Hello!  My name is Joe Morse and I am the new Centennial Volunteer Ambassador (CVA) at Fort Vancouver National Historic Site (FOVA).  Before I tell you about my park and what I’ll be doing there, I’d like to share with you my brief life bio:

I was born in Greenbelt, Maryland and I have lived there and attended high school in Washington DC for 18 years.  As a kid, I have always had a love for nature, spending time every week hiking in the Greenbelt Forest Preserve in my backyard, Greenbelt National Park, or mountain biking on the C&O canal.  But it wasn’t until I graduated high school that I really began taking my passion for the outdoors to the next level.

greenbelt

Greenbelt National Park and its wondrous fall foliage

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Upon graduating high school, I was privileged to be gifted the opportunity for a month-long expedition with a group called Wilderness Ventures.  After myself and 12 other kids my age met our intrepid trip leaders at the Seattle Airport on a sunny June afternoon, we departed for the Olympic beaches for a week-long backpacking excursion of the Olympic Beaches off the North Washington Coast, followed by a week of kayaking the San Juan Islands, a week backpacking through Ross Lake Recreation Area in the North Cascades, a summit of Mt. Rainier 14,411ft peak, and a celebratory dinner in Seattle.

north cascades

View of Ross Lake Recreation area from Desolation Peak

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In this adventure I had my first experience backpacking, long-term overnight camping, sea-kayaking, and summiting a glaciated peak.  Aside from witnessing the spectacular vista from the summit of Mt. rainier stretching from Southern Canada to Northern California, this trip helped define me as an individual for years to come.  Never before had I achieved what I considered such a tremendous task of independence.  It was this trip that inspired me to pursue my B.S. in Natural Resources Management at SUNY-ESF in Syracuse, NY.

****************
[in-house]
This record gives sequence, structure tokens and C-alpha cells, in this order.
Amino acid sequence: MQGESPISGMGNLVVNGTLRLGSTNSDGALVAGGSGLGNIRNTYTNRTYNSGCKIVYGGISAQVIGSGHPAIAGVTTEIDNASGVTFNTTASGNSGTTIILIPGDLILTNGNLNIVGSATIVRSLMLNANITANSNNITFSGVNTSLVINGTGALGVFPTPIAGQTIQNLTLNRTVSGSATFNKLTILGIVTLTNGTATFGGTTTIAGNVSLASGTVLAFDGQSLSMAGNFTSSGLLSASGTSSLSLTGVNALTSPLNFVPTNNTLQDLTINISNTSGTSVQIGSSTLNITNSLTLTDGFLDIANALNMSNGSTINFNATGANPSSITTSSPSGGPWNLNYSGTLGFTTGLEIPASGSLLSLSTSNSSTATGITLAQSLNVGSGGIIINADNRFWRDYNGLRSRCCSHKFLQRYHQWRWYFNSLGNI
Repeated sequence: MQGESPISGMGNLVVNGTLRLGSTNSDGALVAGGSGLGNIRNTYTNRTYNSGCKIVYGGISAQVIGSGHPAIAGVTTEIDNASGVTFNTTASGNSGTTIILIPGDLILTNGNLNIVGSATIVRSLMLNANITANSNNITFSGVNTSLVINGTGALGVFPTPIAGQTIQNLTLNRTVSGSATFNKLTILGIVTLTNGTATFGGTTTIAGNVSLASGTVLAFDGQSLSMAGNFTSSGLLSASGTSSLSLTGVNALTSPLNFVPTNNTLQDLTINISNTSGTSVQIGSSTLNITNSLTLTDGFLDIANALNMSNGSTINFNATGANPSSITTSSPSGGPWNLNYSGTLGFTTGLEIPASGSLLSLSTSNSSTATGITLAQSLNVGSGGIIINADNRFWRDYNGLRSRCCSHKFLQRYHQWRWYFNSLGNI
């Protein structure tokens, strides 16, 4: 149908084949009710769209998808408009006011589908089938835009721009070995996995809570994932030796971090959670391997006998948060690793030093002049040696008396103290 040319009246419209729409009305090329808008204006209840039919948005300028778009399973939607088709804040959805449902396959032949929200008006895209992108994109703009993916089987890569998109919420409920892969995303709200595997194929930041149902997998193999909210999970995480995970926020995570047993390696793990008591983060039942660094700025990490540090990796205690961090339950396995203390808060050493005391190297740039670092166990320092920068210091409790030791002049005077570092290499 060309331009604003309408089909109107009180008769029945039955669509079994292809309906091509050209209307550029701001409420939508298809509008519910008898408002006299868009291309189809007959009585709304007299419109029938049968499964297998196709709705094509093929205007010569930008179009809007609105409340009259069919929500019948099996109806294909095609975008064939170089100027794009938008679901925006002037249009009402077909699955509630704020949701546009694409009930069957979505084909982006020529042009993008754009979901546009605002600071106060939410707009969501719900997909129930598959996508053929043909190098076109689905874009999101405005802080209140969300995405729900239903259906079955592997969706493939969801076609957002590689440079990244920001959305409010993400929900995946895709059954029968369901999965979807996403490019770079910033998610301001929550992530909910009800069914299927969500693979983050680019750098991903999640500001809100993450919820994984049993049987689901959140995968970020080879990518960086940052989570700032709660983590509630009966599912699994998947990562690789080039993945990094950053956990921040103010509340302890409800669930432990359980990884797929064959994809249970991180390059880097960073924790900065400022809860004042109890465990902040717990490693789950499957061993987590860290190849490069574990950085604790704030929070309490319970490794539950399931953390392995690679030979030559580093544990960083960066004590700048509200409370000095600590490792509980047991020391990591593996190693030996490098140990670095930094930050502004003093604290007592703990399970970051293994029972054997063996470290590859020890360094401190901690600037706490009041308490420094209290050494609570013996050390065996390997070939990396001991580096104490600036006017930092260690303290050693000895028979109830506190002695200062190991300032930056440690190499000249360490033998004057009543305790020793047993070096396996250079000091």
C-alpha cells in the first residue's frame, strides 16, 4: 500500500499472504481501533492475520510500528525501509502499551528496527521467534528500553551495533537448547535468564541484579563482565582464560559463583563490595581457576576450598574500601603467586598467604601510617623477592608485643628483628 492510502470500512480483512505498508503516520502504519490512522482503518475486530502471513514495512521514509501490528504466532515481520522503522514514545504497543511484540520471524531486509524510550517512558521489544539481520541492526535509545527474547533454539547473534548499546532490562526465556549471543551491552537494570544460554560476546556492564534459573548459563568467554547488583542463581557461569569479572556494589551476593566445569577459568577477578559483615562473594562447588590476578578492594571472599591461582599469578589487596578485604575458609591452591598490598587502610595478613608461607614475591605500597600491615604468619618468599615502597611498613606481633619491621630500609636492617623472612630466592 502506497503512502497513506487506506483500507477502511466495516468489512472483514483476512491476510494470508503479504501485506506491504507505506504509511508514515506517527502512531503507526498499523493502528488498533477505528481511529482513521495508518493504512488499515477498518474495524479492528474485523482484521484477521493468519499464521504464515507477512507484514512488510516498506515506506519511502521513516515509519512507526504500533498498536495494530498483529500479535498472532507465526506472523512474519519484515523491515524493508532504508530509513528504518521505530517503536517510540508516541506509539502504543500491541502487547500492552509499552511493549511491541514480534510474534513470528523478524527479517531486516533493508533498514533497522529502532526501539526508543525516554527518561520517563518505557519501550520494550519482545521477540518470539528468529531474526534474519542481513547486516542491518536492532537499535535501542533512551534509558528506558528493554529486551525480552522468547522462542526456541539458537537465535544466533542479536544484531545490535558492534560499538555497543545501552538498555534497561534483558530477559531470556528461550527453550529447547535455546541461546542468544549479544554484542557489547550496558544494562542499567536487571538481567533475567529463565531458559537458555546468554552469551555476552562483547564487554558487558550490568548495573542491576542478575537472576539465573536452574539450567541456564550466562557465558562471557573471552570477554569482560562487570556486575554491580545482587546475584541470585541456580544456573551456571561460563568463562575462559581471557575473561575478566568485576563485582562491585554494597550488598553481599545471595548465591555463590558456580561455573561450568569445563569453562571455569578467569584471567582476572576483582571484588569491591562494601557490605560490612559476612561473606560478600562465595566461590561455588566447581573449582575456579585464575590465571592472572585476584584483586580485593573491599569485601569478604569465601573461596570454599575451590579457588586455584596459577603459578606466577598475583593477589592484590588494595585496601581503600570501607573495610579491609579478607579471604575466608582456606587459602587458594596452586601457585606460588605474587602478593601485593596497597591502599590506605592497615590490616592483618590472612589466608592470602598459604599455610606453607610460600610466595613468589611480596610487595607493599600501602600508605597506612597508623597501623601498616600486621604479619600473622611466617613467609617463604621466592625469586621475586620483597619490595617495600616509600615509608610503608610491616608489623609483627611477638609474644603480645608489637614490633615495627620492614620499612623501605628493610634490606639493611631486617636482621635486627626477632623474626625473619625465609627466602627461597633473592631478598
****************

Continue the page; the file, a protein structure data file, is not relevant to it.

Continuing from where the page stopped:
rainier

Lunch on the slopes of Mt. Rainier

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At ESF, I entered a 1 + 1 + 2 program, spending one-year on main campus, followed by a year at their Forest Ranger School in the Adirondacks earning an A.A.S. in Forest Technology, followed by 2 more years on main campus completing my B.S.  During my summer breaks, I worked multiple jobs with the SCA and the US Forest Service in eastern Nevada and eastern California, ranging from trail crew work, to YCC crew leading, to forest inventory. Finally, after finishing college, I moved to the west coast and I have been living in Portland, Oregon for the past two years.

nevada

Side view of a Bighorn sheep on Mt. Moriah in eastern Nevada.

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Fast forward those two years, I am excited to continue my west coast adventure as a Centennial Volunteer Ambassador at Fort Vancouver National Historic Site.

For my position, I have been mandated to achieve several goals. These are to increase our number of volunteers by 5%, increase our volunteers’ hourly service output by 5%, expand existing partnerships and develop 3 or more new partnerships, conduct 12 new outreach events and reach 10% more community members, and attain volunteer demographics that are reflective of the city of Vancouver, Washington.  Additionally, I have made it my personal imperative to begin tabling on behalf of FOVA at local farmer’s markets, especially the downtown market at Portland State University. I want to encourage as many people as possible from Portland to come check out our site and meet our volunteers, as I feel that awareness of our site has slipped under their radar.

So far I have been kept busy at the fort!  I have worked with OMSI councilors and middle school campers and staff who camped within our fort walls, made and continue to make introductions with park staff and volunteers, visited our Mcloughlin House site down in Oregon City, conducted needs assessments with our volunteers and staff, interviewed our volunteers for our spotlight appreciation blog, and assisted with 4th of July festivities at the fort.  I have also contacted several farmer’s markets and am in the process of coordinating times we could table at their events.  Finally, I have been researching our forts history, using our parks own library archival collection.

I have also been assisting our talented interpretive staff with operations that keep our fort running.  An excellent example of the work our interpretive rangers perform is conducting Junior Ranger pledges. After a kid sufficiently explores our park and answers some trivia quiz questions, they can collect a Junior ranger badge from our park after reciting a pledge read to them by one of our interpretive rangers.  Every National Park offers unique Junior Ranger badges to kids who visit.  Justine Hanrahan, one of our interpretive staff reads the official pledge as such:

junior ranger

As a Junior Ranger, I promise to teach others about

what I learned today, explore other parks and historic

sites, and help preserve and protect these places so

future generations can enjoy them.

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So that’s a little snapshot of what my park is like and what I’ll be doing here.  Stay tuned!